endeavour leave space station
Endeavour's last mission is the penultimate flight for the 30-year US shuttle program, which will end for good after the Atlantis mission to the orbiting research lab in July.
The six-member crew of the Endeavour bid farewell to three astronaut colleagues on board the space station (ISS) and closed the hatches between the shuttle and station at 7:23 am (1123 GMT), NASA said.
The astronauts were to spend the afternoon sleeping in preparation for the late night undocking set for 11:55 pm (0355 GMT), NASA said.
Endeavour's 16-day mission began with the shuttle's launch from Cape Canaveral, Florida on May 16 and will conclude when the shuttle lands back on Earth early on June 1.The team spent a total of 10 days, 23 hours, and 45 minutes at the space station.
During that time, the crew delivered and installed a massive physics experiment, the Alpha-Magnetic Spectrometer-2, that will be left at the space station to scour the universe for clues about dark matter and antimatter.
They also brought up a logistics carrier with spare parts for the orbiting lab and performed some maintenance and installation work during four spacewalks, the last to be done by an American shuttle crew.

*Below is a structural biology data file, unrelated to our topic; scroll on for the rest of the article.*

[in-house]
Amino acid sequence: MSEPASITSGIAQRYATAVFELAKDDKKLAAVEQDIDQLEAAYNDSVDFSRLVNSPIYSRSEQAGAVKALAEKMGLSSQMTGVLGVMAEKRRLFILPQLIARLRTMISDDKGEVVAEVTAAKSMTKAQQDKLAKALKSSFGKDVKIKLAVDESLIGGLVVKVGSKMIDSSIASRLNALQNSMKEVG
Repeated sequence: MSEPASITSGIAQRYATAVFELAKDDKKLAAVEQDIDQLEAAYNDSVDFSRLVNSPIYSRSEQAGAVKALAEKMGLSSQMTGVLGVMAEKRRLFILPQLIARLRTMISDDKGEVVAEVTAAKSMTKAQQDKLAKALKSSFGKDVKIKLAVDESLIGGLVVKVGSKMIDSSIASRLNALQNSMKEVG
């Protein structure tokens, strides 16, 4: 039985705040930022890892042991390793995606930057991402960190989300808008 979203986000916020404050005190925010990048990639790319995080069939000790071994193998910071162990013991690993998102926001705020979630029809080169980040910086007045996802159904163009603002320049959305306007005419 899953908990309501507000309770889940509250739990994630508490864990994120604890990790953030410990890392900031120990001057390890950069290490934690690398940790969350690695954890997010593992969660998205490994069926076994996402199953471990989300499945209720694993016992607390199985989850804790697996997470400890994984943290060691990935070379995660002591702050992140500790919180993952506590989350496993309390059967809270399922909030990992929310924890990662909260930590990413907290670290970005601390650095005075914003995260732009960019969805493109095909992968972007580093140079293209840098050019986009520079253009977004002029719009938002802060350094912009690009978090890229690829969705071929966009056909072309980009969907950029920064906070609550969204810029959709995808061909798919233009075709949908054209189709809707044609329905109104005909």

A spacewalk is planned during Atlantis's mission in July but it will be done by space station crew, not astronauts who arrive aboard the US shuttle.
Endeavour is scheduled to land at Kennedy Space Center at 2:35 am (0635 GMT) on Wednesday, carrying its crew of five US astronauts and Italian Roberto Vittori.
After the final shuttle missions, the three spacecraft in the flying fleet and the prototype Enterprise will be sent to different museums across the country.
Discovery, the oldest in the group, was the first shuttle to retire after its final journey to the ISS ended in March. Endeavour is the youngest, and flew its first space mission in 1991. STS-134 marks its 25th and final mission.
Endeavour is the sixth US space shuttle ever built, and was commissioned after the Challenger exploded in 1986.
The other original members of the fleet include Enterprise, a test model that never flew in space, and Columbia which disintegrated on its return to Earth in 2003.
A total of 14 astronauts were killed in the Columbia and Challenger disasters.
With the US shuttle program closing, the world's astronauts will rely on Russia's space capsules for transit to the ISS at a cost of $51 million per seat until a new American spacecraft can be built by private enterprise, possibly by 2015.